UNCANNY X-MEN (2016) #1 Review: “Uncanny X-Force! Wait…”

An X-Force-esque team of mutant anti-heroes kicks asses in UNCANNY X-MEN #1!

Writer Cullen Bunn and artist Greg Land have accepted the challenge and kicked off the fourth volume of what has been one of the most important Marvel titles for decades. The first issue of their take on UNCANNY X-MEN kicks off with a team consisting of Magneto, Sabretooth, M, Psylocke and Archangel attacking trucks belonging to a company called “Someday Enterprises” – that apparently offers mutants a way to get into suspended animation and wake up in a far future without any Terrigen Mists. Something Magneto is everything but happy about…


UNCANNY X-MEN #1 is pretty focused on action, not leaving enough space for a ton of plot, but manages to introduce the team’s members one by one and give us an impression of what the dynamics within the team look like. Choosing to have the book’s first battle be about Magneto forcing a bunch of his mutant brothers and sisters to face the horrible world they live in instead of keeping themselves out of the fight and staying in stasis until there’s a better future was a pretty smart idea by Bunn: he manages to showcase just how desperately Magnus wants to unite mutantkind and prepare them for battle – he’s even willing to threaten them. Generally, Bunn manages to continue what he did back in his MAGNETO run and gives us a flawless representation of the character; his arrogance, his questionable ethics, but also his good intentions and his commitment to mutantkind – it’s all there.

Some of the book’s characters we immediately care about. This is not just Magneto either, since the issue contains a very unforeseeable and clever twist related to Archangel that will especially make fans of Remender’s UNCANNY X-FORCE root for and understand the emotions of Psylocke. We understand where she’s coming from and what her motivations are. Unfortunately, I can say the same about neither M nor Sabretooth. Victor Creed, apparently still inverted after the events of AXIS, has joined the good side of the force, but I want to know more about the character and his motivations beyond “he’s a good guy now.” And when it comes to Monet, she just feels a little out of place. Why did she join this specific team? What’s on her mind, why is she the only person having fun during this dark era for mutantkind? Given the fact that even more members are going to be introduced in the following issues, these questions should have been answered already.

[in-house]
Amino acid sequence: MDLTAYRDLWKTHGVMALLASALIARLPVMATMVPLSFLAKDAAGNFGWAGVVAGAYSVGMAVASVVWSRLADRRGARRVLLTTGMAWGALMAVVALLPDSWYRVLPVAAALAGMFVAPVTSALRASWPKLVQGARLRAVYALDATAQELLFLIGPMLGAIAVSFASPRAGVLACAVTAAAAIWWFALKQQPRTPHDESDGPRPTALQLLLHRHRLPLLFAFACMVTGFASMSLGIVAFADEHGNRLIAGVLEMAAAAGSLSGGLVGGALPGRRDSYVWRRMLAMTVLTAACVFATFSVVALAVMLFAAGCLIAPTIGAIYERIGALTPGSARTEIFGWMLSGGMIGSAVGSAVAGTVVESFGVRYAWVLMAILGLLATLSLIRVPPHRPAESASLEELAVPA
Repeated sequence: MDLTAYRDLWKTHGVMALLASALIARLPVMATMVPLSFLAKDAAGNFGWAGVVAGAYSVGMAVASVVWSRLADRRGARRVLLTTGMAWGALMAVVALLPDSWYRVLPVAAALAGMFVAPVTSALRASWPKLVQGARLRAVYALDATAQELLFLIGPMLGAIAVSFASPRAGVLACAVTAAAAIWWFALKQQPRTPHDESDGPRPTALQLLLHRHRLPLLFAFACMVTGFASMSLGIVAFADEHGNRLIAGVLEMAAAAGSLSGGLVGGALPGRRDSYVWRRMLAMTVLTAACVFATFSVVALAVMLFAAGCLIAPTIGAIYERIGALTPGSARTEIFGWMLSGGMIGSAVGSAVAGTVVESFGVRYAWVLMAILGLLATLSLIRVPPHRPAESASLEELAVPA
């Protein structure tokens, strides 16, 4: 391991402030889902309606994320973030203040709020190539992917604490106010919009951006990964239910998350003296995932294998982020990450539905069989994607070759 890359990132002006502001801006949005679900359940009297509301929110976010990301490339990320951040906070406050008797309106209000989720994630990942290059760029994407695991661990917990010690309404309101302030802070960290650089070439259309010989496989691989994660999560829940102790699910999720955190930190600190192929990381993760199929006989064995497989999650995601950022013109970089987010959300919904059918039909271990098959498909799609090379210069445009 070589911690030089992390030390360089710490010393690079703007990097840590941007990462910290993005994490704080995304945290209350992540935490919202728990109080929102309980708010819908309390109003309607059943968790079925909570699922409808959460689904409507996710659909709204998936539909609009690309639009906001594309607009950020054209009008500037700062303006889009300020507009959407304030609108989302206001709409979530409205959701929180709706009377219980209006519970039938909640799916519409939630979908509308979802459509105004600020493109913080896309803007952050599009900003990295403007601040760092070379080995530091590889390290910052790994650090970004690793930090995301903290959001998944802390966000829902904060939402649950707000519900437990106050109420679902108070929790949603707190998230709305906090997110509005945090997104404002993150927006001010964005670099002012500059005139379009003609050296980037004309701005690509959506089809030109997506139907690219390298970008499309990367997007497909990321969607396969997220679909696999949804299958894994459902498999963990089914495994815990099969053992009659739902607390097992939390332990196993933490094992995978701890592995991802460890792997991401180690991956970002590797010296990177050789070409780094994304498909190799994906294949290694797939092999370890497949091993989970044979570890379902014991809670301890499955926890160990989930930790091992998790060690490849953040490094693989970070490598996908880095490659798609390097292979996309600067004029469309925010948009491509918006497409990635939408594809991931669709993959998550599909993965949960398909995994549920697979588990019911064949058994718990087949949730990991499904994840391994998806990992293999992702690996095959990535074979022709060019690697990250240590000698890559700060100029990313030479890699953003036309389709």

Let’s talk about the art. Superficially, what Greg Land has fabricated might once again look fairly realistic and enjoyable, but as we take a closer look, we realize the problems each Greg Land issue faces that have been bothering fans for years: it’s hard to feel with the characters when their facial expressions are not believable and obviously traced. Most of the faces we see in this issue are the typical, infamous Greg Land faces we’ve seen in numerous of his books. Everything in UNCANNY X-MEN #1 feels artificial and sterile, and it’s just hard to read or to take seriously for anyone who’s read a Greg Land book before.

At least the artist manages to convey the book’s extremely dark tonality. Just as many fans suggested, the book has a really X-Force-esque vibe to it; it’s extremely comparable to the modern takes, including characters like Wolverine. This is not your typical team of Uncanny X-Men, these are characters that have little to lose and much to fight for, even if it might get a little dirtier and morally questionable, all of which makes sense given the scenario. I’m glad this title exists to cast light on a totally different side of mutantkind’s struggle for survival. That being said, since there are numerous flaws to this first issue, I as a reader just don’t feel as thrilled for this team as I do for Storm’s EXTRAORDINARY or the time-displaced ALL-NEW teams of X-Men.

CLICK: Interested? Check out our review of the latest issue of EXTRAORDINARY X-MEN!

After all, UNCANNY X-MEN #1 is a pretty dark opening issue that puts forward a lot of interesting ideas and lets the reader root for at least some of its characters – and with a different artist, it would have been a definite highlight…

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